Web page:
Rooted in Great Moravia, a state absorbed by the Hungarian Kingdom in 800 A.D., Slovakian nationalism grew (as did cultural ties with the closely related Czech people) upon the formation of the Austro-Hungarian Empire in 1867. Czechoslovakia was formed when World War I dissolved the empire. In 1939 Slovakia became an independent state allied with Nazi Germany until Czechoslovakia was reconstituted after World War II and came under communist rule within Soviet-dominated Eastern Europe.
Czechoslovakia retuned to democratic rule and a market economy in 1989, then peacefully split into two nations, Slovakia and the Czech Republic, in 1993. Slovakia joined NATO and the European Union in 2004 and the Euro Zone in 2009.
About twice the size of New Hampshire, Slovakia has a population of 5.4 million people, 81 percent of whom are Slovak, 8.5 percent Hungarian and two percent Roma, with the rest unspecified. Approximately 62 percent of the population is Roman Catholic, 8.2 percent Protestant and 3.8 percent Greek Catholic.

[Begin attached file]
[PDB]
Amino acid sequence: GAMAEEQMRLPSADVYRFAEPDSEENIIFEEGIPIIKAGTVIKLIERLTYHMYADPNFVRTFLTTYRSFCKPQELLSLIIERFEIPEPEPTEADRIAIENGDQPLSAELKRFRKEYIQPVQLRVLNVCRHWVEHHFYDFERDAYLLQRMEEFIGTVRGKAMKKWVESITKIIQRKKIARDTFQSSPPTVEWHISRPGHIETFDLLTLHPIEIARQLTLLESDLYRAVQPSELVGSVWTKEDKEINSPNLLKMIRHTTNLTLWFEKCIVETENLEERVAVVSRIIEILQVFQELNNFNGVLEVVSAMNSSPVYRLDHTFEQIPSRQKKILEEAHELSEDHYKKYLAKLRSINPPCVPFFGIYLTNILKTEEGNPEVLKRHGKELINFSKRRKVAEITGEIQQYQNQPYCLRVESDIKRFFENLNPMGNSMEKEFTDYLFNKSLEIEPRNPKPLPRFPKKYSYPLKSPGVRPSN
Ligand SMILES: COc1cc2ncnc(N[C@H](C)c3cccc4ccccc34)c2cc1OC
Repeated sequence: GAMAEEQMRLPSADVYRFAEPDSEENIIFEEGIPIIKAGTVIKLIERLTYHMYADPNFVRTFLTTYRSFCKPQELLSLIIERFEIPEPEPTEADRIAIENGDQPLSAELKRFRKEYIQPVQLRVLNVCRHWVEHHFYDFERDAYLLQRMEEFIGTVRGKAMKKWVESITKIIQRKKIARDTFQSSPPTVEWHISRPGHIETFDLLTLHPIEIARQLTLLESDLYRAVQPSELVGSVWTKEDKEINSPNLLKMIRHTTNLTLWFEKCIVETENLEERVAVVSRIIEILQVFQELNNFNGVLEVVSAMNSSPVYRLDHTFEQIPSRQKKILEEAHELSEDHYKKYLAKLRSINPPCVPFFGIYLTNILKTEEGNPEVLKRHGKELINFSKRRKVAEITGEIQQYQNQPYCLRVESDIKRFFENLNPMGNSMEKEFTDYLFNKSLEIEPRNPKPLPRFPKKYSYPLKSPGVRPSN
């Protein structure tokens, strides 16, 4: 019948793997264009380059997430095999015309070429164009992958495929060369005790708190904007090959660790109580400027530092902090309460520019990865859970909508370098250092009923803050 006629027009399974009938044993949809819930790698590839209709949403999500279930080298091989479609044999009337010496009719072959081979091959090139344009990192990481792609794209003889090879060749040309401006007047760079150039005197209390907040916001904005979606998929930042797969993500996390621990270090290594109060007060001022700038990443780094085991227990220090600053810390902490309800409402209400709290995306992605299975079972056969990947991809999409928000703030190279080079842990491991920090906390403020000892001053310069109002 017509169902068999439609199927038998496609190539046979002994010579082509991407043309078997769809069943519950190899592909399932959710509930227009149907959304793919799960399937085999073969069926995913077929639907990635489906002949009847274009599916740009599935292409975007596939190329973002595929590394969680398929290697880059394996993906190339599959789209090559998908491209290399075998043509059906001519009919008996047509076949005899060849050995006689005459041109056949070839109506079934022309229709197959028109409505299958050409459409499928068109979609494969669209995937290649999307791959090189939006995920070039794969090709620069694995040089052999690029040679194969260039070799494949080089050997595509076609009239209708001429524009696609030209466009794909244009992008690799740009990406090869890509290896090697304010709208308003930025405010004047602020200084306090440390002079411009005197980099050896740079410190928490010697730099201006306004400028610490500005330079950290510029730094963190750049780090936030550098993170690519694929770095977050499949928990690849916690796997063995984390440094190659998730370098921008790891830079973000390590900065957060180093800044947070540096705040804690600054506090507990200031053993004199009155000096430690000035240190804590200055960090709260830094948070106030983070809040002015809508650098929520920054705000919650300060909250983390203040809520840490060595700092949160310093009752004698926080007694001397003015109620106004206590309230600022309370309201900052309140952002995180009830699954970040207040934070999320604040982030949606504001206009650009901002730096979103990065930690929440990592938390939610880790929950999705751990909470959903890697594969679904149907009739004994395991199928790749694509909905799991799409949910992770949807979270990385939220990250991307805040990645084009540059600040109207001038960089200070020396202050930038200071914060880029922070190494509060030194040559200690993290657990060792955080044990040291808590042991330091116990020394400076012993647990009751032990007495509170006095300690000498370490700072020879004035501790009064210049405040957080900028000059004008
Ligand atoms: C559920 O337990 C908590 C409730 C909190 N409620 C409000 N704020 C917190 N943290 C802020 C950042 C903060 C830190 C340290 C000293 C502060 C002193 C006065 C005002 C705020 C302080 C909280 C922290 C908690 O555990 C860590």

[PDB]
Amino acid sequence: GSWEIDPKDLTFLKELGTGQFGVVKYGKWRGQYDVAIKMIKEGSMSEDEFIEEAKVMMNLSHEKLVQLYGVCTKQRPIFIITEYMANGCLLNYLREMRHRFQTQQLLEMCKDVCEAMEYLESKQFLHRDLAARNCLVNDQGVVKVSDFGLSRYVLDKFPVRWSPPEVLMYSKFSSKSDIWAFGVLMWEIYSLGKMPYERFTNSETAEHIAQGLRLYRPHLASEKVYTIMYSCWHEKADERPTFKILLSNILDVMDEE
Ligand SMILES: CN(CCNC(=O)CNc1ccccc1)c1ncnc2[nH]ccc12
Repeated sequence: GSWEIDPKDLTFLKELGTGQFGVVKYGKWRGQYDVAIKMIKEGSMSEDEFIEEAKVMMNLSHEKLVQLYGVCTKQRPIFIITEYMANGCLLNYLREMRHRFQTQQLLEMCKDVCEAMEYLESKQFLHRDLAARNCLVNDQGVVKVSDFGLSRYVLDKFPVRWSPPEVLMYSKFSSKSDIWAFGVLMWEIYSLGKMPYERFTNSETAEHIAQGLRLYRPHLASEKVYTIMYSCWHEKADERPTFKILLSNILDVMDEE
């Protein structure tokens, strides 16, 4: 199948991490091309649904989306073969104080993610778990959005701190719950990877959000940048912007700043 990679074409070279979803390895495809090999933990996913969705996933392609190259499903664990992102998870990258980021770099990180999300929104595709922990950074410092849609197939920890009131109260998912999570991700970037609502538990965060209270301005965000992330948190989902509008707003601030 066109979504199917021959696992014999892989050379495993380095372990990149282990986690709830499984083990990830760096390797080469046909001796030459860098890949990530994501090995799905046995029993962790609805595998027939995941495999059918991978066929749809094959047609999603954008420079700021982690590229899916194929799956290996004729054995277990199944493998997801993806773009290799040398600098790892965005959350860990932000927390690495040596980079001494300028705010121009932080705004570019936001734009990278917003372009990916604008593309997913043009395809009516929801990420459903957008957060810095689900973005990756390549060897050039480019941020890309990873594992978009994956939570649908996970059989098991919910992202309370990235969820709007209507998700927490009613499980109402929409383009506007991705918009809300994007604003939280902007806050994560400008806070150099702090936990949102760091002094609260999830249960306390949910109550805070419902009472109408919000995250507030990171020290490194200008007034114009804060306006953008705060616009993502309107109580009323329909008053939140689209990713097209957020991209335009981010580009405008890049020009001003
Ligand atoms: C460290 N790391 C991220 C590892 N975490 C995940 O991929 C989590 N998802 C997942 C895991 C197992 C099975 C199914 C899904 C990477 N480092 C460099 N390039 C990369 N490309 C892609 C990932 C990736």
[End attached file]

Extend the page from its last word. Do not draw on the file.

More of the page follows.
Slovakia has made significant economic reforms since 1993. It has a small, open economy with exports serving as the main driver for growth due to the country’s relatively low-cost, highly skilled labor force, reasonable tax rates and favorable geographic location in the heart of Central Europe. The country’s banking sector is also sound. However, 20.5 percent of its population lives below the poverty line.
The capital of this landlocked and mostly mountainous country is Bratislava. The Tatra Mountains in the north are interspersed with many scenic lakes and valleys.
The Slovakian flag has three horizontal bands of white, blue and red (rooted in the Pan-Slav colors of 19th century Russia) and features the Slovakian coat of arms: a red shield bordered in white bearing the double-barred cross of St. Cyril and St. Methodius atop three blue mountains.
Source: Central Intelligence Agency—World Fact Book